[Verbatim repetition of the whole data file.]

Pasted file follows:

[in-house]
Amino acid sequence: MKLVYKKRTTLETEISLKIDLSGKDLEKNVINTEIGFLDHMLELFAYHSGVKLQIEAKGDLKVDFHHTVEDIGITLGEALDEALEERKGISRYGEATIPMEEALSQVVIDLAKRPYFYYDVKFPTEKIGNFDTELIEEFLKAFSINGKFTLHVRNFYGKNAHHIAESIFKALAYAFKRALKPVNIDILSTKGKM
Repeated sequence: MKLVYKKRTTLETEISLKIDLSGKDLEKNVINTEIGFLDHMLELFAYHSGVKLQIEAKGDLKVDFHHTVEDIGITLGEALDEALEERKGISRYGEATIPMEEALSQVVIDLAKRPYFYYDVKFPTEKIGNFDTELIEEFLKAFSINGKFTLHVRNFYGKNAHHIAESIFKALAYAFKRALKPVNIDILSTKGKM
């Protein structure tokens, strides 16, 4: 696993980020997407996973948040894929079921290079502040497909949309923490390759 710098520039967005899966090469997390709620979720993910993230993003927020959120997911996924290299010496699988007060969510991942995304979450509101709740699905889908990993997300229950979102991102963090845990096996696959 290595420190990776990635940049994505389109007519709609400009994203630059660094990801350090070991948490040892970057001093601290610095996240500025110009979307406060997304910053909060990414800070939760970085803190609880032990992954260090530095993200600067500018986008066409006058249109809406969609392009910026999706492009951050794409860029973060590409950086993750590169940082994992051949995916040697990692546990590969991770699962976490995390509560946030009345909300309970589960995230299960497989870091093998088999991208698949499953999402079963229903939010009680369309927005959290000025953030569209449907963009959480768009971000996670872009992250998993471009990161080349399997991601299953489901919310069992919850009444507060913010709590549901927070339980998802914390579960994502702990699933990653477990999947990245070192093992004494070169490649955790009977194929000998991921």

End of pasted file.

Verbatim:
[in-house]
Amino acid sequence: MKLVYKKRTTLETEISLKIDLSGKDLEKNVINTEIGFLDHMLELFAYHSGVKLQIEAKGDLKVDFHHTVEDIGITLGEALDEALEERKGISRYGEATIPMEEALSQVVIDLAKRPYFYYDVKFPTEKIGNFDTELIEEFLKAFSINGKFTLHVRNFYGKNAHHIAESIFKALAYAFKRALKPVNIDILSTKGKM
Repeated sequence: MKLVYKKRTTLETEISLKIDLSGKDLEKNVINTEIGFLDHMLELFAYHSGVKLQIEAKGDLKVDFHHTVEDIGITLGEALDEALEERKGISRYGEATIPMEEALSQVVIDLAKRPYFYYDVKFPTEKIGNFDTELIEEFLKAFSINGKFTLHVRNFYGKNAHHIAESIFKALAYAFKRALKPVNIDILSTKGKM
């Protein structure tokens, strides 16, 4: 696993980020997407996973948040894929079921290079502040497909949309923490390759 710098520039967005899966090469997390709620979720993910993230993003927020959120997911996924290299010496699988007060969510991942995304979450509101709740699905889908990993997300229950979102991102963090845990096996696959 290595420190990776990635940049994505389109007519709609400009994203630059660094990801350090070991948490040892970057001093601290610095996240500025110009979307406060997304910053909060990414800070939760970085803190609880032990992954260090530095993200600067500018986008066409006058249109809406969609392009910026999706492009951050794409860029973060590409950086993750590169940082994992051949995916040697990692546990590969991770699962976490995390509560946030009345909300309970589960995230299960497989870091093998088999991208698949499953999402079963229903939010009680369309927005959290000025953030569209449907963009959480768009971000996670872009992250998993471009990161080349399997991601299953489901919310069992919850009444507060913010709590549901927070339980998802914390579960994502702990699933990653477990999947990245070192093992004494070169490649955790009977194929000998991921």